Govt confirms it: Better wages in Australia

By Ian Llewellyn

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A government report has confirmed the wage gap between New Zealand and Australia has widened and it may be driving people across the Tasman.

The Economic Development Indicators 2007 report maps New Zealand's economic progress against other countries as well as the Australian states.

It showed wages were lower in New Zealand than anywhere in Australia.

In 2006, the average weekly earnings of full-time workers in Australia ranged from NZ$1025 in Tasmania to NZ$1248 in Western Australia.

In New Zealand, earning averaged NZ$906.

The data showed average salary and wages in New Zealand had always been below Australia, but the gap has widened since 1997.

Since then New Zealanders' real wages grew on average each year until 2006 by 1.1 per cent.

In contrast, Australian states' real wage growth ranged from 1.3 per cent (Western Australia) to 1.7 per cent Tasmania.

The report said New Zealand's GDP growth rate has been in the middle of the Australian states.

However, New Zealand's GDP per capita was lower than all the states, other than Tasmania.

It also said the difference in standards of living may be more pronounced than the figures implied as Australian states benefited from inter-state transfers.

The report said more New Zealanders than ever were living in Australia and "lower wages... may be one influence" on the outflow.

"This migration has accumulated to form a considerable New Zealand diaspora, which grew to an estimated 389,000 people in 2006, the equivalent of about 10 per cent of the New Zealand population," the report's authors said.

"However, net migration from New Zealand to Australia is not much different from migration from some Australian states to others."

Despite the flow of people across the Tasman, other measures on the overall quality of life showed New Zealanders were better off than most other countries in the OECD.

The study by Treasury, the Economic Development Ministry and Statistics was previously published in 2003 and 2005 in an attempt to measure economic performance.

The report's main finding was that New Zealand's strong employment growth has kept up its overall economic performance in comparison to other countries.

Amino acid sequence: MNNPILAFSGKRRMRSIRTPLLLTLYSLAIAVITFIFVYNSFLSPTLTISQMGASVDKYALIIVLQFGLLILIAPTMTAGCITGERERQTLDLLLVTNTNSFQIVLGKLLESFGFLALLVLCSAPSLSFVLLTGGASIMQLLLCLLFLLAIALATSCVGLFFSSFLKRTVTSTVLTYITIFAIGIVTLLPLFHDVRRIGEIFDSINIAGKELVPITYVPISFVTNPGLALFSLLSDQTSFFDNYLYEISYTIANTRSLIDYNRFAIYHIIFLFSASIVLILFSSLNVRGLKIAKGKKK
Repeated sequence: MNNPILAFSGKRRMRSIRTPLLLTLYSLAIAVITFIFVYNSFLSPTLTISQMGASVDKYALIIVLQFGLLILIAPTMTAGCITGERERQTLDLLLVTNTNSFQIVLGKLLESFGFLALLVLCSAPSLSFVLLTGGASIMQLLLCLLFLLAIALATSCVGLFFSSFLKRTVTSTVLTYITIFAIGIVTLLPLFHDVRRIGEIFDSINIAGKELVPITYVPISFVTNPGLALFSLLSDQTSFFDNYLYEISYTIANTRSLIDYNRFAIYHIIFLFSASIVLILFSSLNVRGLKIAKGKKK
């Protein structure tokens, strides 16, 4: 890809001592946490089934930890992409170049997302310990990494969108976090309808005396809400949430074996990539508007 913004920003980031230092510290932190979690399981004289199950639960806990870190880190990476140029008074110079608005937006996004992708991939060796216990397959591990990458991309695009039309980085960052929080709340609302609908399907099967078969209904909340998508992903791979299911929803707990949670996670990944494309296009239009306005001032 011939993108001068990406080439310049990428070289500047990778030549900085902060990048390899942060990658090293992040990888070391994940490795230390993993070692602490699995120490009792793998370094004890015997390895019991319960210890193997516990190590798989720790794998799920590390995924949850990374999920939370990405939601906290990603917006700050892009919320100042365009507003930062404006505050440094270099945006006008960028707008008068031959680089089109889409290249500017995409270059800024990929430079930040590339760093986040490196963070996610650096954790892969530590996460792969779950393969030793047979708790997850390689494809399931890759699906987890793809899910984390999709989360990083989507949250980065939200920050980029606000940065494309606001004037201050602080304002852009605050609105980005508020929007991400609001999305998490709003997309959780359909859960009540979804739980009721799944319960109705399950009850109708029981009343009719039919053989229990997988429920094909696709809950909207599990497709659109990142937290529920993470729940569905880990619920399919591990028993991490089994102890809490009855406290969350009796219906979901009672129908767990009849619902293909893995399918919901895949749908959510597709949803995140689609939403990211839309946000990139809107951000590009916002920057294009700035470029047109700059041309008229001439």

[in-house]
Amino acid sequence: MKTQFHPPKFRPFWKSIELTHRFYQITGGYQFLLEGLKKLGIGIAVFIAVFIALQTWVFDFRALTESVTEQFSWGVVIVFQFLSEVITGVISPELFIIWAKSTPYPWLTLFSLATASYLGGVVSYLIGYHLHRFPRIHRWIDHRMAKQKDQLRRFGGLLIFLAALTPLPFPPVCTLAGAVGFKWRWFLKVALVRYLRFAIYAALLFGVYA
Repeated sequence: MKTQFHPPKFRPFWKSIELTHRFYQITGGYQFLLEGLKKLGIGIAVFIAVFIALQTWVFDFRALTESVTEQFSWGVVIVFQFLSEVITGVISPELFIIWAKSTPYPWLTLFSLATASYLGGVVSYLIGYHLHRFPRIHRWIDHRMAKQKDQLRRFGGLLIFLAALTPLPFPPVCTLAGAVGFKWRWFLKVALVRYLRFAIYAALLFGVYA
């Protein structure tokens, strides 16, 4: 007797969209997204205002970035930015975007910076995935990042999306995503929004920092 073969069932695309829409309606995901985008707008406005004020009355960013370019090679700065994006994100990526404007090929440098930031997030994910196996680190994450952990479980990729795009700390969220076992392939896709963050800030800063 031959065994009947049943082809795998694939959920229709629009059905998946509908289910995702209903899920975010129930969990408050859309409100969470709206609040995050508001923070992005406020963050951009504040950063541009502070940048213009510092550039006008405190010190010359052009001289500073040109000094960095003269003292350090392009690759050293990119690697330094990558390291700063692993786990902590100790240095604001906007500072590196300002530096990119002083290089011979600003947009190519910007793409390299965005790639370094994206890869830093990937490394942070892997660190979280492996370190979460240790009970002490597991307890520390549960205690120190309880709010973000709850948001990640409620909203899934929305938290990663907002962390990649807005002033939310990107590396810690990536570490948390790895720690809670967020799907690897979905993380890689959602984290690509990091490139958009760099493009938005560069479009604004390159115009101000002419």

It shows that despite dropping two places to 22nd in the 30 country OECD ranking on GDP per capita, New Zealand GDP levels have improved slightly more than the OECD average.

Much of the growth is due to more people working and less unemployment, but this has masked the lack of improvement in labour productivity.

Economic Development Minister Pete Hodgson said the report showed the economy had been stronger for longer than at any point since the end of the World War 2.

"On most of the things that are important for growth the report says we are either keeping up with the OECD, or improving relative to them," Mr Hodgson said.

"It shows a relatively good level of entrepreneurial behaviour, improving skill levels, high rates of labour utilisation and a recent improvement in business investment."

The report said the areas New Zealand lagged behind in and needed to improve to raise income per person were:

* Savings rates and financial market development
* Innovation, including research and development
* Levels of trade and outward foreign direct investment
* Management skills and education
* Infrastructure
* Exchange rate stability and interest rate levels and stability
* The current account deficit.

Mr Hodgson said Government policies to influence these things - such as KiwiSaver and research tax breaks - would not yet show through in the statistics.


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